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Publisher's Summary

Brunhilde Pomsel described herself as an 'apolitical girl' and a 'figure on the margins', but, employed as a stenographer during the Second World War, she worked closely with one of the worst criminals in world history: Nazi Propaganda Minister Joseph Goebbels. She was one of the oldest surviving eyewitnesses to the internal workings of the Nazi power apparatus until her death in 2017.

Her biography, however, not only provides us with extraordinary new insight into a seminal moment of history. Her life, mirroring all the major breaks and continuities of the 20th century, also illustrates how far-right politics, authoritarian regimes and dictatorships can rise and what part political apathy and passivity of the masses can contribute to democracy's erosion.

Compelling and unnerving, The Work I Did forces us to ask how we could have acted in such a situation and leads to the disturbing and enduring question: how reliable is our own moral compass?

©2018 Brunhilde and Thore D. Hansen Pomsel (P)2018 Audible, Ltd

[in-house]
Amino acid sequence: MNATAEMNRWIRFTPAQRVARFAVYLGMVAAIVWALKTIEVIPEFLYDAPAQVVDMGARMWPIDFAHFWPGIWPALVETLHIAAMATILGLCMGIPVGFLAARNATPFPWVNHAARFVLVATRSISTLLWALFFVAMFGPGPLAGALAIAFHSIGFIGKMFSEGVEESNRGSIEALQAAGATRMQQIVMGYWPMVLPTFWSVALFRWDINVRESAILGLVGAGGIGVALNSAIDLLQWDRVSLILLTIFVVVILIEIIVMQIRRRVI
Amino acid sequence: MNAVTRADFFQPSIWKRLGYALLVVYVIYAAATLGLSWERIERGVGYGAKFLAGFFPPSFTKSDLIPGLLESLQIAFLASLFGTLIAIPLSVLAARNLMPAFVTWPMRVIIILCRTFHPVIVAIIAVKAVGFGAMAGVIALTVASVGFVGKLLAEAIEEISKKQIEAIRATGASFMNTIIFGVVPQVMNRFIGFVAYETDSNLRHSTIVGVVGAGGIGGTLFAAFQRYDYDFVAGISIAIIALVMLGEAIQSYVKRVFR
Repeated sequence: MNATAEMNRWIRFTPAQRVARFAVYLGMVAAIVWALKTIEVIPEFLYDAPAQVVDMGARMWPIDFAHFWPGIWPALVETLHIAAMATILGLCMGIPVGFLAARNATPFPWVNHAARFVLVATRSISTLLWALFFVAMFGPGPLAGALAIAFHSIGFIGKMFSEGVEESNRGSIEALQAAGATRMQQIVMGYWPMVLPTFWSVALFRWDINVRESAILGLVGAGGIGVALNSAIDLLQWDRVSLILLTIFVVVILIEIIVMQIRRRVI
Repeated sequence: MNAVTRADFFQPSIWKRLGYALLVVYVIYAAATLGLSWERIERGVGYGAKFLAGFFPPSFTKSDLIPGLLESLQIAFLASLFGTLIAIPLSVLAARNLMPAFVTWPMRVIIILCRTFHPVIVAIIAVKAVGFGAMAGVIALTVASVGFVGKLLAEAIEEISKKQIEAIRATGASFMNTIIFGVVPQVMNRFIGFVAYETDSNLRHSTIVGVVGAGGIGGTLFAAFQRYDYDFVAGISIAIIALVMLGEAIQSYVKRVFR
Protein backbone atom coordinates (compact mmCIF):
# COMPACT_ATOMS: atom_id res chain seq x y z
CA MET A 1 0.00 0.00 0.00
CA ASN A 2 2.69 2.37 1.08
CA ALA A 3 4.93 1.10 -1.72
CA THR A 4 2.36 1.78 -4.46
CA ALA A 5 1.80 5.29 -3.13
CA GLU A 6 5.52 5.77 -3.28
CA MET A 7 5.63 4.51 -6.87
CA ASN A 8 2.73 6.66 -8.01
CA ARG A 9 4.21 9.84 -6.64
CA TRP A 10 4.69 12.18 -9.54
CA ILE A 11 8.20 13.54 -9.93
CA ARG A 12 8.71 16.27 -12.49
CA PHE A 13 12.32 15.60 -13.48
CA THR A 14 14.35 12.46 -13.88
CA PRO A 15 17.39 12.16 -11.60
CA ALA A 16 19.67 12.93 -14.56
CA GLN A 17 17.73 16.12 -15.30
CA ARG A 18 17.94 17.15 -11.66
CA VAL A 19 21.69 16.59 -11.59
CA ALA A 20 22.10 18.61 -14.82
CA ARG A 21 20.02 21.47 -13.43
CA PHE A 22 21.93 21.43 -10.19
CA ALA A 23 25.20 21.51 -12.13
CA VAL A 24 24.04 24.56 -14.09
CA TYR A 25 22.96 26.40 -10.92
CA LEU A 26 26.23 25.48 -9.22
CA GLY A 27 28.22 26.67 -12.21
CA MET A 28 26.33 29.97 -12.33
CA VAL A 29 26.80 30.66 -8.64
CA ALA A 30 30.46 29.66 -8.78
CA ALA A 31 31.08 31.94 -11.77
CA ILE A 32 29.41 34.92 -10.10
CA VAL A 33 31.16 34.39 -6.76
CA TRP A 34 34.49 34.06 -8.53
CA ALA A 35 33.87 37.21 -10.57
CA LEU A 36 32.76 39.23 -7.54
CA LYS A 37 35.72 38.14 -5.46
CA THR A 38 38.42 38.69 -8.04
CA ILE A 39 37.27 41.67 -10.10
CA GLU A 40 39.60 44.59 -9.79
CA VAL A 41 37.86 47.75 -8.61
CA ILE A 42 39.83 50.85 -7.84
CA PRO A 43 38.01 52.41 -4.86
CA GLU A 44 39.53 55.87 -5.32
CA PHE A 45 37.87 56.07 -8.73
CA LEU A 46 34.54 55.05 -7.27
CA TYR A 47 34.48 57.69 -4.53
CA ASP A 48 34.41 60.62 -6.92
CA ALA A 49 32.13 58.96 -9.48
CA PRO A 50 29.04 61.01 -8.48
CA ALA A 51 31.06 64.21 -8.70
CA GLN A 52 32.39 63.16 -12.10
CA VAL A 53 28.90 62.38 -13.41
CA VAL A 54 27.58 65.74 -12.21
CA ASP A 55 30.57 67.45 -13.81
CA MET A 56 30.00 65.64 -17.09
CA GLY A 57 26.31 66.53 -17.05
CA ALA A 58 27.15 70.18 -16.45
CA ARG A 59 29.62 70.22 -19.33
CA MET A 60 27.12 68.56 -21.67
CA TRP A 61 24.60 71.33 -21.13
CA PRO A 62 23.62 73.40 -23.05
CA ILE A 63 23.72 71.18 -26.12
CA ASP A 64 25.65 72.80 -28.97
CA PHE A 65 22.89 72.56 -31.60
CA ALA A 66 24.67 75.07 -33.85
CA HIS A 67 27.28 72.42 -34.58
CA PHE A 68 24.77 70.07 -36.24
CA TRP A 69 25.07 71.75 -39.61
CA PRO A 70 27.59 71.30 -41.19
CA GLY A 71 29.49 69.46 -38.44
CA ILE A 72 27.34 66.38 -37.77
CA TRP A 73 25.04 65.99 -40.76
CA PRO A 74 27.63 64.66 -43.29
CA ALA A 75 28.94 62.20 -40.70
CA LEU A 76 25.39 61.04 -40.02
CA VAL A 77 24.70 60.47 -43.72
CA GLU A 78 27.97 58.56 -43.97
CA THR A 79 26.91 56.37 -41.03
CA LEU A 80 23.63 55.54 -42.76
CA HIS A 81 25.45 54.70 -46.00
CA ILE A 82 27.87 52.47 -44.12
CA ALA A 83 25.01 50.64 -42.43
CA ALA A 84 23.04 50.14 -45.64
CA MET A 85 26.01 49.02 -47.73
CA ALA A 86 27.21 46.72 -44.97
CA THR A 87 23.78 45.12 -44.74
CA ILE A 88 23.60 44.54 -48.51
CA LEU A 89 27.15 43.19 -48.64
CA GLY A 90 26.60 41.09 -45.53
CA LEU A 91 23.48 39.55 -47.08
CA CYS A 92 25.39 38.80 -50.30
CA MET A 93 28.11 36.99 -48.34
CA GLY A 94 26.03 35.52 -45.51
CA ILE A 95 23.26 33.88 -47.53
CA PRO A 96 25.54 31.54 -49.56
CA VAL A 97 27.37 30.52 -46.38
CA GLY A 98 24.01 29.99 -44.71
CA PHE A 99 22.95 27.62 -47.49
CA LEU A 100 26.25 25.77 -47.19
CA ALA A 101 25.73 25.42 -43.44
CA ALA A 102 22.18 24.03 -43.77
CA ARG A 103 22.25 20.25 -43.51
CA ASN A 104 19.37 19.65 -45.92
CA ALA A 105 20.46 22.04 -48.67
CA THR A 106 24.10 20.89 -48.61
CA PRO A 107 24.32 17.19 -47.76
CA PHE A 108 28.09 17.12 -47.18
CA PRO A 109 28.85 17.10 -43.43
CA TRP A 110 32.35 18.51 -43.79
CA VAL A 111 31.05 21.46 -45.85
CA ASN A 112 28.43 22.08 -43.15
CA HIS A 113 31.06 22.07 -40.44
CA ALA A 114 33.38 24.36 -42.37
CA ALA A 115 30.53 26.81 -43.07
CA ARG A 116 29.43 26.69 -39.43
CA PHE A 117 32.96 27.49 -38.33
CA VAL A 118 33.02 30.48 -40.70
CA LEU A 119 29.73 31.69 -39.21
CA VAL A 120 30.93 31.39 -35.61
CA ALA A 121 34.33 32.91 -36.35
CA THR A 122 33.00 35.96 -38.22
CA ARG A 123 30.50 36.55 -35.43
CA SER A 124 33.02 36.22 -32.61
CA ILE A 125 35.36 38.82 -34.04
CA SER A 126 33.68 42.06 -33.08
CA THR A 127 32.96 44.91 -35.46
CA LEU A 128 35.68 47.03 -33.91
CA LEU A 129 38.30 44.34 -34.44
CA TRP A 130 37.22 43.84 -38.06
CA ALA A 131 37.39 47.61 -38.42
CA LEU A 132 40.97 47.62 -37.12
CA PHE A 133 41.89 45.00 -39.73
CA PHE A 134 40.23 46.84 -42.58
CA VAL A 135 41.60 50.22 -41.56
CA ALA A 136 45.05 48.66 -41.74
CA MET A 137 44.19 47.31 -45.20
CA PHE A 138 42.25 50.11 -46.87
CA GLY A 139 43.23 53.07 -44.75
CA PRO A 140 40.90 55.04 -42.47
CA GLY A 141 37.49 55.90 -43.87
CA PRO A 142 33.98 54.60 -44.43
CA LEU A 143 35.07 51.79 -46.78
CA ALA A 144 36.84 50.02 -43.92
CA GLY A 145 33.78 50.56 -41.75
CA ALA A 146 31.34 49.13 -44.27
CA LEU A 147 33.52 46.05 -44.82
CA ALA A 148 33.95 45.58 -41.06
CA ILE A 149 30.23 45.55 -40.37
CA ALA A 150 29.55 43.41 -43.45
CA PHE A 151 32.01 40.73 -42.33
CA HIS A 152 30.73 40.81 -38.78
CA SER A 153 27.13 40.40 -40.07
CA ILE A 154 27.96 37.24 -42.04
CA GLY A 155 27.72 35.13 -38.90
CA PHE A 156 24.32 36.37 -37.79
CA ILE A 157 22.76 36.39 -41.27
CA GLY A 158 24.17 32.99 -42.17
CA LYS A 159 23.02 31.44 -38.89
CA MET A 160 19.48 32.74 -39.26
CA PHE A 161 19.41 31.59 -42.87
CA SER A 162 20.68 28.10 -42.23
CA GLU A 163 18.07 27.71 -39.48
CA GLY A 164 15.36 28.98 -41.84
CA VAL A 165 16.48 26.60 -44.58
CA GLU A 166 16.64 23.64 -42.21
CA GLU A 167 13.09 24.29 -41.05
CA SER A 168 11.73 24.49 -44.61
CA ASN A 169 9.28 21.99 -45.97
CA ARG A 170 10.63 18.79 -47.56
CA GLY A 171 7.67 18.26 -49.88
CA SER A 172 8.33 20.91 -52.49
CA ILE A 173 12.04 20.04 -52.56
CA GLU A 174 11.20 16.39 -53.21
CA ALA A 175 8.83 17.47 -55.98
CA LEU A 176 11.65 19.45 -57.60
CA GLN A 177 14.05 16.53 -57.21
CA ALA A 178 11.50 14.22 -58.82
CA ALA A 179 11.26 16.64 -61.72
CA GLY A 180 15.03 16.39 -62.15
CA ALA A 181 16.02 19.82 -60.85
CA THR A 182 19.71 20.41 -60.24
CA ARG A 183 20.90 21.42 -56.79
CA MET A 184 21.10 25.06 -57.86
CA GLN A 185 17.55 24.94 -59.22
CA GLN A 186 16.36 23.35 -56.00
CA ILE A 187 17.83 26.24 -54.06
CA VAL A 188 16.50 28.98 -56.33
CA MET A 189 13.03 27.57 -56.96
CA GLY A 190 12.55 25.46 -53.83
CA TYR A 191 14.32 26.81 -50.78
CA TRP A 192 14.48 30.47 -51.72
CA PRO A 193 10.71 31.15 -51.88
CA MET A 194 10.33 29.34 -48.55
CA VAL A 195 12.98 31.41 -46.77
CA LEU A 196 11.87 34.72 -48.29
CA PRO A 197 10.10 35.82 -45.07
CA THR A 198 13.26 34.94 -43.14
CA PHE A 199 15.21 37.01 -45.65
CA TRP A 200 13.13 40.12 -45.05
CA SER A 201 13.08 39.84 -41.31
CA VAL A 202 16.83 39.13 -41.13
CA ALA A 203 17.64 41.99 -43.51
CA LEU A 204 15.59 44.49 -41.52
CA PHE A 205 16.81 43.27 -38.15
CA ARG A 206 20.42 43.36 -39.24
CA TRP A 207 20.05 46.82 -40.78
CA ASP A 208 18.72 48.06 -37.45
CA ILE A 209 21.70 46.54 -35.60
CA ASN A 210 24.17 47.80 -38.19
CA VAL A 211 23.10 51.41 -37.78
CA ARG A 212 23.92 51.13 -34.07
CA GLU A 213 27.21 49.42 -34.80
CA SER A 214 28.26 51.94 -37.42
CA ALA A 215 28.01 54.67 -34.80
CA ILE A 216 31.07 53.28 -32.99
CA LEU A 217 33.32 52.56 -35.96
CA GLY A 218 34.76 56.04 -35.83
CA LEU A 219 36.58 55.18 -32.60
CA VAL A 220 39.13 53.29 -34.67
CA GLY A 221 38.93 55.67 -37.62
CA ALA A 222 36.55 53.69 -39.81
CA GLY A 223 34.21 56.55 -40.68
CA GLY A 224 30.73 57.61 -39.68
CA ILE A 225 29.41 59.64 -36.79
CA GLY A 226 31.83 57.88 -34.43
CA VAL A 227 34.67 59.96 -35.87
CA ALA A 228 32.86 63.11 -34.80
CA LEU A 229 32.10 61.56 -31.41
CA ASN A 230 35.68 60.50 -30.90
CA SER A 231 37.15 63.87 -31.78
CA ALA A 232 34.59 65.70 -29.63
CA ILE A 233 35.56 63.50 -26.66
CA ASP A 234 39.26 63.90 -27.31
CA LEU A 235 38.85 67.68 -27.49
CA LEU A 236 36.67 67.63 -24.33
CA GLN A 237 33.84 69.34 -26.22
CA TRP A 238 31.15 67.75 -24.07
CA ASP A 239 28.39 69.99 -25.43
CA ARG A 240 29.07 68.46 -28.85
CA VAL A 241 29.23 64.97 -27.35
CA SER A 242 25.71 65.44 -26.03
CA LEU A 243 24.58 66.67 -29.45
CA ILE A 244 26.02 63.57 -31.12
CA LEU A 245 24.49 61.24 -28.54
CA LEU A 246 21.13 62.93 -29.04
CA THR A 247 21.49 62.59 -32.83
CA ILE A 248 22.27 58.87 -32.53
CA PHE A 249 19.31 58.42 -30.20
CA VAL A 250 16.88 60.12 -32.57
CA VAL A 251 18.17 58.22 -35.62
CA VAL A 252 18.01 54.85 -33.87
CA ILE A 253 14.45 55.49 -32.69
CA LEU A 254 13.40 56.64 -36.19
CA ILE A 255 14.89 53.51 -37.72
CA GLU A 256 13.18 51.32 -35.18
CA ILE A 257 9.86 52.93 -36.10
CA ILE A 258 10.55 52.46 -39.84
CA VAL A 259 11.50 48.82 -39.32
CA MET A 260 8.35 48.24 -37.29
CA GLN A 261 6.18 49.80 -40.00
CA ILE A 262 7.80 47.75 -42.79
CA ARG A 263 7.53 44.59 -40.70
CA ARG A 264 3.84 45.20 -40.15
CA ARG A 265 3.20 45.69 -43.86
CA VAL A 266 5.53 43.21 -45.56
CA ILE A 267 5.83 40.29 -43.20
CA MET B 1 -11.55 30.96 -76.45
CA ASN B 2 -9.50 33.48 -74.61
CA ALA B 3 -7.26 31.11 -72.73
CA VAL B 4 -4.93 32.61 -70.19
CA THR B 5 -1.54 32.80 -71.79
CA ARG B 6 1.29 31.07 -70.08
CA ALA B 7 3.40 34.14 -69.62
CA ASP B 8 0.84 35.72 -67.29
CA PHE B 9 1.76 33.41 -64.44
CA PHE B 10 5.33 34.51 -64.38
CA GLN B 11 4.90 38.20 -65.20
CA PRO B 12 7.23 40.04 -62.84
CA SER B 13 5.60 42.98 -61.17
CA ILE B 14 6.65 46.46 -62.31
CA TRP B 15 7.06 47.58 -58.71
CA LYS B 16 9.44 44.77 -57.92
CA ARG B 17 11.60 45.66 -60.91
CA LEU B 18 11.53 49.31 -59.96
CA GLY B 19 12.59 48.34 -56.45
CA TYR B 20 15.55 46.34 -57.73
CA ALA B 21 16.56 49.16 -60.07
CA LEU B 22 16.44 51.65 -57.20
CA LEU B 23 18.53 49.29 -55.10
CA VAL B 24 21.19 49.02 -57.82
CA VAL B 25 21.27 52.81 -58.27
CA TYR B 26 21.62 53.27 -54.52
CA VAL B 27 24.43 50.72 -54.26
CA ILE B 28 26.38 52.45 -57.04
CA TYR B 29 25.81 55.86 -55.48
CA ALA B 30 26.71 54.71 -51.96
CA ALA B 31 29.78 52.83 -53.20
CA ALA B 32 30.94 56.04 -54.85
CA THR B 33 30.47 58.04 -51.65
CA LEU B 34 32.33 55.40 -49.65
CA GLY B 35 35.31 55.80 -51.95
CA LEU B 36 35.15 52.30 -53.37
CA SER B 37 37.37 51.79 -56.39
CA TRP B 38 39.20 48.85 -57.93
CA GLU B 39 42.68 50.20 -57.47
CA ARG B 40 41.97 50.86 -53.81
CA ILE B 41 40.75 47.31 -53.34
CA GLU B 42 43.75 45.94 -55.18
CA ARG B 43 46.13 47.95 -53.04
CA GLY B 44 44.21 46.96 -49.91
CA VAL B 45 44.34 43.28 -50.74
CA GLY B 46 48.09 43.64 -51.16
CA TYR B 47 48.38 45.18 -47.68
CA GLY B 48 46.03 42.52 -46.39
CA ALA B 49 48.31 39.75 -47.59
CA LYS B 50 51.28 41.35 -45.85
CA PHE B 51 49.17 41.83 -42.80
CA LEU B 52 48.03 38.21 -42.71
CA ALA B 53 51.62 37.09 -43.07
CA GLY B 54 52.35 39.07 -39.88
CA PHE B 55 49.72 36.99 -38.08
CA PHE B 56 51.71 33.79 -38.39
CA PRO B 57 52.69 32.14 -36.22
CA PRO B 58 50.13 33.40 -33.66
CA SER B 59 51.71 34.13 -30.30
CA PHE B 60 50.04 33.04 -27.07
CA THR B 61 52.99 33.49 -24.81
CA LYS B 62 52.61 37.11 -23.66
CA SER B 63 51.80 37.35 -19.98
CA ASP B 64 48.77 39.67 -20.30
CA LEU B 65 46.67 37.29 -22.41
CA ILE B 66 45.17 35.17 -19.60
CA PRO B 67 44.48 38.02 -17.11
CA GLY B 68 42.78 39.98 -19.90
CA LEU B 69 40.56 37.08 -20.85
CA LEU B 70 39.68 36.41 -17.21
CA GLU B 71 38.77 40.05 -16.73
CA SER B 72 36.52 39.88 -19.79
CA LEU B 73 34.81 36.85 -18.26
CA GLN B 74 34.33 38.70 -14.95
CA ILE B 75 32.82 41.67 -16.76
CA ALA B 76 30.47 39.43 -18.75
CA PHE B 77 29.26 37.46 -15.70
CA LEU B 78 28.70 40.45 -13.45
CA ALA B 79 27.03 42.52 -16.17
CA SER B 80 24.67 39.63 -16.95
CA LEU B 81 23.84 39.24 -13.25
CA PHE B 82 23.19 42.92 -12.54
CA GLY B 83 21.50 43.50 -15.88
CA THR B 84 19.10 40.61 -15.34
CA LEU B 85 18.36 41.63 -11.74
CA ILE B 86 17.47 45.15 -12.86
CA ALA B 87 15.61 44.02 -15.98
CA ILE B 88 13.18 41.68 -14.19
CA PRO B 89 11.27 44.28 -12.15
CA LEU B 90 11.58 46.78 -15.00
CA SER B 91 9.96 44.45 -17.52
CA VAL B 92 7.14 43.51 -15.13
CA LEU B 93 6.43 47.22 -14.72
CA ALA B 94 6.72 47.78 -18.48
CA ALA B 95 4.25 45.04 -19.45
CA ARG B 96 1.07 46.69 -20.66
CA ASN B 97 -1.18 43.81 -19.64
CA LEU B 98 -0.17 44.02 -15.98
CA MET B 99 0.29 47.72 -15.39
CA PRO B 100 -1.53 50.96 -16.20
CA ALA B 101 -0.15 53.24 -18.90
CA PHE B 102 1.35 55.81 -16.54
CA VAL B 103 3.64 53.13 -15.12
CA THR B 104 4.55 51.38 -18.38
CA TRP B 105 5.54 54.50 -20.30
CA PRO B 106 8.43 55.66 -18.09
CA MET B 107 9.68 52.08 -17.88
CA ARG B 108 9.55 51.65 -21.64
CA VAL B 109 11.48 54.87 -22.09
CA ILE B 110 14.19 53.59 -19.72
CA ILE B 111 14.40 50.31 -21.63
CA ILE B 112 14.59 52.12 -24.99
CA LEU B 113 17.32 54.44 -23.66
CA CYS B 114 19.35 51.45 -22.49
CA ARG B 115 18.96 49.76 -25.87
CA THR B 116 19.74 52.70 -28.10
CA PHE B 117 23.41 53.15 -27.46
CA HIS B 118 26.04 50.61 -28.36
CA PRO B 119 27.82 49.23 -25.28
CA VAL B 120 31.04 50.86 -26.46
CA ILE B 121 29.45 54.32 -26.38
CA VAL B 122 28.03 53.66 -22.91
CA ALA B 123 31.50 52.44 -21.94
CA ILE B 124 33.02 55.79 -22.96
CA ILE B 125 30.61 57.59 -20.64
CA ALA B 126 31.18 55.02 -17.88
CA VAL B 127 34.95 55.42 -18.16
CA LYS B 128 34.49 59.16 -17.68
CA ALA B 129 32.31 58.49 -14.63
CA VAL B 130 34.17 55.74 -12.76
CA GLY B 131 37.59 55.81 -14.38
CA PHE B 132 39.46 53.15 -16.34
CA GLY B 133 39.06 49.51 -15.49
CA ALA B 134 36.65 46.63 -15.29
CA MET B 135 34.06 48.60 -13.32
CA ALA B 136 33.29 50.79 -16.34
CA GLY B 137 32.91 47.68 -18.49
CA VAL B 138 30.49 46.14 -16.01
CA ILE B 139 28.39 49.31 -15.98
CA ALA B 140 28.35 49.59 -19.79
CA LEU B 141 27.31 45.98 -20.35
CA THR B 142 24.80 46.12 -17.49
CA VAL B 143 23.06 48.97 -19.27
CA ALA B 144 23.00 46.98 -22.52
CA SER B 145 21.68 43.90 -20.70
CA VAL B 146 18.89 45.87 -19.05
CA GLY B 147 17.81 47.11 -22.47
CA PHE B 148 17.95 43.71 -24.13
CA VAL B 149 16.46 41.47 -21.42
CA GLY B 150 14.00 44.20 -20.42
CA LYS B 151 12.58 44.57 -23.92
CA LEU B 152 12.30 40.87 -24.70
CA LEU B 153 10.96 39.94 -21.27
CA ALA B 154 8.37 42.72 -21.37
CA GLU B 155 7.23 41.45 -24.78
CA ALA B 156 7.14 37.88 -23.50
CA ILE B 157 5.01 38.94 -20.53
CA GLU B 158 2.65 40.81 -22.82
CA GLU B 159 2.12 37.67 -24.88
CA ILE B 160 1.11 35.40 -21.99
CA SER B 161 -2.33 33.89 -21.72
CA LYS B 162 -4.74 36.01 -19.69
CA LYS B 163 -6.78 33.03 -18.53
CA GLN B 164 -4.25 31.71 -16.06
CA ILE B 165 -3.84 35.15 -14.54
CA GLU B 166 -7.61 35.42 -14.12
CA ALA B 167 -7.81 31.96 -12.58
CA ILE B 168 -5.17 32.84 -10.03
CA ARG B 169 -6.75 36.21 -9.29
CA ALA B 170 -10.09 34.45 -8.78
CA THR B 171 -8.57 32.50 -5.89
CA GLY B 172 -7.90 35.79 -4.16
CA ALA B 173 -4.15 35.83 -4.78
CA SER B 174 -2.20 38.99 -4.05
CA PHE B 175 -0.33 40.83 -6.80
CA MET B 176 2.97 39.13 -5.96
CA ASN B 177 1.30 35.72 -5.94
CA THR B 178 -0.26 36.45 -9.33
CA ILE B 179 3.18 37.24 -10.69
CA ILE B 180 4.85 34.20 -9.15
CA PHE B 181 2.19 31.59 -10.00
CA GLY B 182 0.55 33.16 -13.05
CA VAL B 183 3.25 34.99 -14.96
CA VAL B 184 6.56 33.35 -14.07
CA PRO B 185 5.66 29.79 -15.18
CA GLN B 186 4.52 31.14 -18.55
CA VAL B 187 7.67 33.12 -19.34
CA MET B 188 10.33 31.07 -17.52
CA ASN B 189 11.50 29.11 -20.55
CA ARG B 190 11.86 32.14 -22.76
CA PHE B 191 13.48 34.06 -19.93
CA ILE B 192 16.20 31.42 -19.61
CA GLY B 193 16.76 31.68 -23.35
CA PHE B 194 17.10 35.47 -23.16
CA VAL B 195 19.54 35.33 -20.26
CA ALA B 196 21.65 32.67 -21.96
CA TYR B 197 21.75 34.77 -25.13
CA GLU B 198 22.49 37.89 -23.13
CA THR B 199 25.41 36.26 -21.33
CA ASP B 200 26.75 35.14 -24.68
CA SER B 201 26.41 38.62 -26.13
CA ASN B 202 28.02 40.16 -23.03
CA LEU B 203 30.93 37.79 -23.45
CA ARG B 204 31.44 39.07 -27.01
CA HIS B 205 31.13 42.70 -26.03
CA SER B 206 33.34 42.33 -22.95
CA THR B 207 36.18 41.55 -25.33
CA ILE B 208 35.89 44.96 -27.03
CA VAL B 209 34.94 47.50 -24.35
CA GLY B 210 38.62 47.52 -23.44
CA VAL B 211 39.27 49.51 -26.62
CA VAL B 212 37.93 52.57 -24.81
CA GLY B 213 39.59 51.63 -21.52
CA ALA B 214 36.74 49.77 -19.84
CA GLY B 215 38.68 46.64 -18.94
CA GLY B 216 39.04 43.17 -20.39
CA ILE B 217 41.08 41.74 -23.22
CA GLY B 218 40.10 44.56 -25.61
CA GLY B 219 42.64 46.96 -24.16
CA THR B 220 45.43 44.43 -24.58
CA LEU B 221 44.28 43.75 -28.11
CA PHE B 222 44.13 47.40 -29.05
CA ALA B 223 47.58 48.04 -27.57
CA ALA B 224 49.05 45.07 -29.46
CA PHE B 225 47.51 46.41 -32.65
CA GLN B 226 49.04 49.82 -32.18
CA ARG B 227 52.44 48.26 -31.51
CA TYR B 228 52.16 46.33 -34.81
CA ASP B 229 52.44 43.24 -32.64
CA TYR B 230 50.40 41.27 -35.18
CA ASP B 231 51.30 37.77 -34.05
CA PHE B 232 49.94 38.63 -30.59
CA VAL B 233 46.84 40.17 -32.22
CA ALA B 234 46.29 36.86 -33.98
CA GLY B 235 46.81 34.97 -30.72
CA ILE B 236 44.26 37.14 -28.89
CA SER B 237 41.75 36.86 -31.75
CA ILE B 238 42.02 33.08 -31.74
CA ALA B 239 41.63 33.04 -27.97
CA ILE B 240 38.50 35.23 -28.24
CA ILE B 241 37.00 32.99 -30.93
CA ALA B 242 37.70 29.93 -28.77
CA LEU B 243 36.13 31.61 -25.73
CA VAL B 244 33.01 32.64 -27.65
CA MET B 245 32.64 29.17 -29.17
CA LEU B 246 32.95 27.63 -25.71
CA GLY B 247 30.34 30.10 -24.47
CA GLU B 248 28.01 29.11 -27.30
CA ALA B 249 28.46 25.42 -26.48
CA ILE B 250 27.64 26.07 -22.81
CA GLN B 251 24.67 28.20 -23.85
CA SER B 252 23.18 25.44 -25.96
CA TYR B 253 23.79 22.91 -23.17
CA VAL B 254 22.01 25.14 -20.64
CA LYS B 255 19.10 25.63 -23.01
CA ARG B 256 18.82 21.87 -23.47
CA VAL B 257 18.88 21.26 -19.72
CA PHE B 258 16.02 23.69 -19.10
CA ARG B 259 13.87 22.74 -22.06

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  • Adam
  • United States
  • 06-13-18

Slipping into Evil

If you are hoping to gain insight about Dr. Goebbels from someone uniquely positioned to know, this is not the book you would expect. Rather than bemoan my purchase, I listened to the end, learning something fitting for our time in the process. It details her apathy, as well as our own, to not recognize populist movements with dangerous tendencies.

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    1 out of 5 stars
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90% Author's Political Diatribe

Brunhilde Pomsel's banal life's story working under Goellbells was wholly devoid of historical interest but did serve the author's intent as a vehicle to preach her "Diversity is Strength" ultra-leftist progressive worldviews. Like with Marxism, this progressive utopian view believes in the promise of bending human nature to its will. If WWII and other wars throughout history have taught us, this folly only serves to undermine peace...the very thing she wishes to instill.

The narrator did a heck of a good job, though.

0 of 1 people found this review helpful

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  • Wallace W. Shackleton
  • 03-29-18

Two stories in one

If you could sum up The Work I Did in three words, what would they be?

Good, oh dear.

Any additional comments?

The biography part of the book was good, giving an insight into the workings of the Propaganda Ministry.
However after Brunhilde's story finishes the book continues on with a rambling diatribe on how things are today. I took so much and stopped listening.